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Highlights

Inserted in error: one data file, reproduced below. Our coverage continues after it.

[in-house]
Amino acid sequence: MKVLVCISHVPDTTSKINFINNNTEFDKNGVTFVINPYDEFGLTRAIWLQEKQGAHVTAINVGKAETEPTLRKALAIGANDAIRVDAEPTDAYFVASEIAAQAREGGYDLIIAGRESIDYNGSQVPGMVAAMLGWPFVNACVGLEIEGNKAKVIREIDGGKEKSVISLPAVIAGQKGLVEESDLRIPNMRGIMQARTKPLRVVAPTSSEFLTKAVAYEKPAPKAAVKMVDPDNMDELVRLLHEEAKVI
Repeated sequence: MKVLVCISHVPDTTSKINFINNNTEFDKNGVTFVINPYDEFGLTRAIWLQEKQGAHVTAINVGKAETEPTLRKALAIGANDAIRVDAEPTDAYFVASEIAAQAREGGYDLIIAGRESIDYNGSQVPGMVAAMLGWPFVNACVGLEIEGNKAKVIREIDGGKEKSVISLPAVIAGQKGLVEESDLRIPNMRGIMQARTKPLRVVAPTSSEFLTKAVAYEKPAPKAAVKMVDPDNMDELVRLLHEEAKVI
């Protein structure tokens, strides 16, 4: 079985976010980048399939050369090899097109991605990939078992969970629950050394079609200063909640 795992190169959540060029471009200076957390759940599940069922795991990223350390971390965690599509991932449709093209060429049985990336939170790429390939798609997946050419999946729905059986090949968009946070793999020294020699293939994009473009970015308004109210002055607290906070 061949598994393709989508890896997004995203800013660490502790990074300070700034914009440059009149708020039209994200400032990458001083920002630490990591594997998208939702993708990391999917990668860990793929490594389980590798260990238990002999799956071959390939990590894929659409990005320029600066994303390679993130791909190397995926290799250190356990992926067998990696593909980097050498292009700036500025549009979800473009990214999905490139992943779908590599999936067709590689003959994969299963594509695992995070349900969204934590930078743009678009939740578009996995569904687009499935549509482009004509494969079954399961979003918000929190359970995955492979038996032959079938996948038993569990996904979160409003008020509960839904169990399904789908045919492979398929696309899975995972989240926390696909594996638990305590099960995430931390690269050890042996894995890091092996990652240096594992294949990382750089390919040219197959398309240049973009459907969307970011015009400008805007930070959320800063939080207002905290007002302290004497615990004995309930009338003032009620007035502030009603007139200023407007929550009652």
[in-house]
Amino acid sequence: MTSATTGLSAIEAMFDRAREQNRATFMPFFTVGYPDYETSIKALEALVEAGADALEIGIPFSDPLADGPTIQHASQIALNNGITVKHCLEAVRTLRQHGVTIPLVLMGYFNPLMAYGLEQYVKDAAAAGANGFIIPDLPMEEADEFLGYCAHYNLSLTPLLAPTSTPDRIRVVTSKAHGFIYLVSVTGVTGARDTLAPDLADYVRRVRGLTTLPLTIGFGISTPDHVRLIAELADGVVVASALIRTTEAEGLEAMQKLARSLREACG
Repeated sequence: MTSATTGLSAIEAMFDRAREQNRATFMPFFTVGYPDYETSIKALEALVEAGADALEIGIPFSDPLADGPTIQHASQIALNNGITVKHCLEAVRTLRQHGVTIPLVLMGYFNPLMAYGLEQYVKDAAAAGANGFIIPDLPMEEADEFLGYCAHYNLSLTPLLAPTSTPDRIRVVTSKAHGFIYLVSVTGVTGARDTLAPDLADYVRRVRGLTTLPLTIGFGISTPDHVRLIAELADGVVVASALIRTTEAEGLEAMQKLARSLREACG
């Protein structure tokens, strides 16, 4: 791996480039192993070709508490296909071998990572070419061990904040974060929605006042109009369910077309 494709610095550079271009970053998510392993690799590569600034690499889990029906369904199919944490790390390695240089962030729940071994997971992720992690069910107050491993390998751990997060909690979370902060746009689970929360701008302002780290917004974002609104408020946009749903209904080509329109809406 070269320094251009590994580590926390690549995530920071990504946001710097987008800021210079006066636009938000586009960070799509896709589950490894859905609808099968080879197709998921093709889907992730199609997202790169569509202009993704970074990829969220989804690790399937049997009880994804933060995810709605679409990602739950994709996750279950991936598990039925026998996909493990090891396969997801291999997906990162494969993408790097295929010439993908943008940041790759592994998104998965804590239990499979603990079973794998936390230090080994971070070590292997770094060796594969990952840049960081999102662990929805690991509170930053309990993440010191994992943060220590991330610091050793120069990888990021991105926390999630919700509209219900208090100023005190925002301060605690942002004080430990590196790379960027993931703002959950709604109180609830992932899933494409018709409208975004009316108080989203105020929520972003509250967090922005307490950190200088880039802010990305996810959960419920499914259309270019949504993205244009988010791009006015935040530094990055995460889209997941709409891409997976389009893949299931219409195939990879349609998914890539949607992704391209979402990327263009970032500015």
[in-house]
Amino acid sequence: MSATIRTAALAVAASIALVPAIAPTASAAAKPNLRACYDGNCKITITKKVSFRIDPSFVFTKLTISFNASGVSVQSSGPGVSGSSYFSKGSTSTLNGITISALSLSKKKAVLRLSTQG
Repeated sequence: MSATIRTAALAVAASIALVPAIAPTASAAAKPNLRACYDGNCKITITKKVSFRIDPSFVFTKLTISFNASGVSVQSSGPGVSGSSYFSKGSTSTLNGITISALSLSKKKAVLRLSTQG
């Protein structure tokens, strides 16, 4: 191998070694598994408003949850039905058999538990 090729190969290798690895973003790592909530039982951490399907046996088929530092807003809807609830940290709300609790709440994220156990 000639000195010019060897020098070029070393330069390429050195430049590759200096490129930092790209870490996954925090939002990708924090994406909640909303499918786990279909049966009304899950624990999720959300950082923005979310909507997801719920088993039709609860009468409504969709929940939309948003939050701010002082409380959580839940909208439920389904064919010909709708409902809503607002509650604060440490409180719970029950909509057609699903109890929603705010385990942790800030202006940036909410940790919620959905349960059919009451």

Since 2003, a global epidemic of avian influenza has raised concern about the risk of an influenza pandemic among humans, which could cause millions of deaths. The United States and its international partners have begun implementing a strategy to forestall (prevent or delay) a pandemic and prepare to cope should one occur. Disease experts generally agree that the risk of a pandemic strain emerging from avian influenza in a given country varies with (1) environmental factors, such as disease presence and certain high-risk farming practices, and (2) preparedness factors, such as a country's capacity to control outbreaks. This report describes (1) U.S. and international efforts to assess pandemic risk by country and prioritize countries for assistance and (2) steps that the United States and international partners have taken to improve the ability to forestall a pandemic. To address these objectives, we interviewed officials and analyzed data from U.S. agencies, international organizations, and nongovernmental experts. The U.S. and international agencies whose efforts we describe reviewed a draft of this report. In general, they concurred with our findings. Several provided technical comments, which we incorporated as appropriate.

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